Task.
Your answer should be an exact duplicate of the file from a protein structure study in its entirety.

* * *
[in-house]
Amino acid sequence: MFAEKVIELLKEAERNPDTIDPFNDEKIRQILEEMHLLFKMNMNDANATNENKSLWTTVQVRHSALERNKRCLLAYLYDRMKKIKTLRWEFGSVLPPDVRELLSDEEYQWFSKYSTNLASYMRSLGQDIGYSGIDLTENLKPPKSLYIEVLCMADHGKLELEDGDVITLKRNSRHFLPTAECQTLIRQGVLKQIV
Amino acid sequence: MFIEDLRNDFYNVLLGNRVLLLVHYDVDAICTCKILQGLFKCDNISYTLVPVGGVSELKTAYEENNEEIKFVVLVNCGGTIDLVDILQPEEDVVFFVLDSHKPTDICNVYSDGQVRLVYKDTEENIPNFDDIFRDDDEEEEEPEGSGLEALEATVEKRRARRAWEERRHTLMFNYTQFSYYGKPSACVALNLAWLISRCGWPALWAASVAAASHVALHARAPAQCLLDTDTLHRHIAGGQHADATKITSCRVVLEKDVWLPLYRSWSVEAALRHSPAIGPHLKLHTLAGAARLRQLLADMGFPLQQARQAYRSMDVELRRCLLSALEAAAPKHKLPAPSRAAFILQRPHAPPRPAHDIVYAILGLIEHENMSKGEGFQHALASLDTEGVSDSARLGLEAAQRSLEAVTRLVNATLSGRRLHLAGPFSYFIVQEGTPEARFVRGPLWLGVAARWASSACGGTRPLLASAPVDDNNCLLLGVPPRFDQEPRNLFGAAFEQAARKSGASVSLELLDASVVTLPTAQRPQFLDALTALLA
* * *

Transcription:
[in-house]
Amino acid sequence: MFAEKVIELLKEAERNPDTIDPFNDEKIRQILEEMHLLFKMNMNDANATNENKSLWTTVQVRHSALERNKRCLLAYLYDRMKKIKTLRWEFGSVLPPDVRELLSDEEYQWFSKYSTNLASYMRSLGQDIGYSGIDLTENLKPPKSLYIEVLCMADHGKLELEDGDVITLKRNSRHFLPTAECQTLIRQGVLKQIV
Amino acid sequence: MFIEDLRNDFYNVLLGNRVLLLVHYDVDAICTCKILQGLFKCDNISYTLVPVGGVSELKTAYEENNEEIKFVVLVNCGGTIDLVDILQPEEDVVFFVLDSHKPTDICNVYSDGQVRLVYKDTEENIPNFDDIFRDDDEEEEEPEGSGLEALEATVEKRRARRAWEERRHTLMFNYTQFSYYGKPSACVALNLAWLISRCGWPALWAASVAAASHVALHARAPAQCLLDTDTLHRHIAGGQHADATKITSCRVVLEKDVWLPLYRSWSVEAALRHSPAIGPHLKLHTLAGAARLRQLLADMGFPLQQARQAYRSMDVELRRCLLSALEAAAPKHKLPAPSRAAFILQRPHAPPRPAHDIVYAILGLIEHENMSKGEGFQHALASLDTEGVSDSARLGLEAAQRSLEAVTRLVNATLSGRRLHLAGPFSYFIVQEGTPEARFVRGPLWLGVAARWASSACGGTRPLLASAPVDDNNCLLLGVPPRFDQEPRNLFGAAFEQAARKSGASVSLELLDASVVTLPTAQRPQFLDALTALLA